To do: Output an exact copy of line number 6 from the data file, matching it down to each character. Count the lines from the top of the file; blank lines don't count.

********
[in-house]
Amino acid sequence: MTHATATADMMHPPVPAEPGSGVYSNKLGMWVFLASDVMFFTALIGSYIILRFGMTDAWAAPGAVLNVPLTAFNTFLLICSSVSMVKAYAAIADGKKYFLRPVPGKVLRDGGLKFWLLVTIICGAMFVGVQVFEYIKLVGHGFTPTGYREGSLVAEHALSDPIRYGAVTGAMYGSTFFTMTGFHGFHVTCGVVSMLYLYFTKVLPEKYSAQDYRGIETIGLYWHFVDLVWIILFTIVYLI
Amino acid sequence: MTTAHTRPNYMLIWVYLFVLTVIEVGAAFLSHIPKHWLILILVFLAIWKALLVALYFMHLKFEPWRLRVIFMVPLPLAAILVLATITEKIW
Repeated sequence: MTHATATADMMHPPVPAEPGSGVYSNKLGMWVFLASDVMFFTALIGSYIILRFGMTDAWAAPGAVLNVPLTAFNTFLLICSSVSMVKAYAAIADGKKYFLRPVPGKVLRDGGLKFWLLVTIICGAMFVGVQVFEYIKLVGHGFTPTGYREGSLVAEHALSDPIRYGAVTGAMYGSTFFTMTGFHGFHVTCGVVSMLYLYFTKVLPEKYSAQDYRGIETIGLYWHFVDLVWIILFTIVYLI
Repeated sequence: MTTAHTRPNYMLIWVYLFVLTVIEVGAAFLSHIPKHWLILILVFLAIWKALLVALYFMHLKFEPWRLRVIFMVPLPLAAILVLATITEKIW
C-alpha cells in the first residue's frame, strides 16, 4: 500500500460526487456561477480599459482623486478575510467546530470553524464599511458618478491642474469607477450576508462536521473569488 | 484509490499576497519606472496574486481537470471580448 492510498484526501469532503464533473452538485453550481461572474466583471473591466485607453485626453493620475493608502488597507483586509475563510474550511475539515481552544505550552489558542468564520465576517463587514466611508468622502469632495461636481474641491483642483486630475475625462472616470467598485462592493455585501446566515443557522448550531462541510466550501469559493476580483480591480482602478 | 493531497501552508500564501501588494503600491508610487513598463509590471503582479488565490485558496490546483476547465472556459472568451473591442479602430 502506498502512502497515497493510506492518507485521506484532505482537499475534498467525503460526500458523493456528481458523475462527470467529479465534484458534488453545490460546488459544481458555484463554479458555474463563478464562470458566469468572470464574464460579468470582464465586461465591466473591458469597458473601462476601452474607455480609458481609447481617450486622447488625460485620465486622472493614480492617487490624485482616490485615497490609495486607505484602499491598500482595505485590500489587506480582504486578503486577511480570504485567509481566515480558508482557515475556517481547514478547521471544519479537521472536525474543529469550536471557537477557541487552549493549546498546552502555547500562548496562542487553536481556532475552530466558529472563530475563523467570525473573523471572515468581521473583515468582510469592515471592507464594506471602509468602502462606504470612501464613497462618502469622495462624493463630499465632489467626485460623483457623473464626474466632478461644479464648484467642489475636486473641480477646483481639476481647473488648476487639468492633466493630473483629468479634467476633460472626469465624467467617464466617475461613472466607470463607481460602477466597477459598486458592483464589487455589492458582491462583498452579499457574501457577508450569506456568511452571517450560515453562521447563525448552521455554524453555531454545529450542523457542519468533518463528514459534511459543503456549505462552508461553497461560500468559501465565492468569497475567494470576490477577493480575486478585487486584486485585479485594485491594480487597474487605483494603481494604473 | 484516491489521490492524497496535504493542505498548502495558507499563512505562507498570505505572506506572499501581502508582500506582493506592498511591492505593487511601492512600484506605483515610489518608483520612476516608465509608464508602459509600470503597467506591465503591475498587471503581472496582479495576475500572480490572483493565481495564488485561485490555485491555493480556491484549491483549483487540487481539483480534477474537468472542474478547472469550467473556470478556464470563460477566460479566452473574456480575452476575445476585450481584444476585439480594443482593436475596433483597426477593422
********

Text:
C-alpha cells in the first residue's frame, strides 16, 4: 500500500460526487456561477480599459482623486478575510467546530470553524464599511458618478491642474469607477450576508462536521473569488 | 484509490499576497519606472496574486481537470471580448 492510498484526501469532503464533473452538485453550481461572474466583471473591466485607453485626453493620475493608502488597507483586509475563510474550511475539515481552544505550552489558542468564520465576517463587514466611508468622502469632495461636481474641491483642483486630475475625462472616470467598485462592493455585501446566515443557522448550531462541510466550501469559493476580483480591480482602478 | 493531497501552508500564501501588494503600491508610487513598463509590471503582479488565490485558496490546483476547465472556459472568451473591442479602430 502506498502512502497515497493510506492518507485521506484532505482537499475534498467525503460526500458523493456528481458523475462527470467529479465534484458534488453545490460546488459544481458555484463554479458555474463563478464562470458566469468572470464574464460579468470582464465586461465591466473591458469597458473601462476601452474607455480609458481609447481617450486622447488625460485620465486622472493614480492617487490624485482616490485615497490609495486607505484602499491598500482595505485590500489587506480582504486578503486577511480570504485567509481566515480558508482557515475556517481547514478547521471544519479537521472536525474543529469550536471557537477557541487552549493549546498546552502555547500562548496562542487553536481556532475552530466558529472563530475563523467570525473573523471572515468581521473583515468582510469592515471592507464594506471602509468602502462606504470612501464613497462618502469622495462624493463630499465632489467626485460623483457623473464626474466632478461644479464648484467642489475636486473641480477646483481639476481647473488648476487639468492633466493630473483629468479634467476633460472626469465624467467617464466617475461613472466607470463607481460602477466597477459598486458592483464589487455589492458582491462583498452579499457574501457577508450569506456568511452571517450560515453562521447563525448552521455554524453555531454545529450542523457542519468533518463528514459534511459543503456549505462552508461553497461560500468559501465565492468569497475567494470576490477577493480575486478585487486584486485585479485594485491594480487597474487605483494603481494604473 | 484516491489521490492524497496535504493542505498548502495558507499563512505562507498570505505572506506572499501581502508582500506582493506592498511591492505593487511601492512600484506605483515610489518608483520612476516608465509608464508602459509600470503597467506591465503591475498587471503581472496582479495576475500572480490572483493565481495564488485561485490555485491555493480556491484549491483549483487540487481539483480534477474537468472542474478547472469550467473556470478556464470563460477566460479566452473574456480575452476575445476585450481584444476585439480594443482593436475596433483597426477593422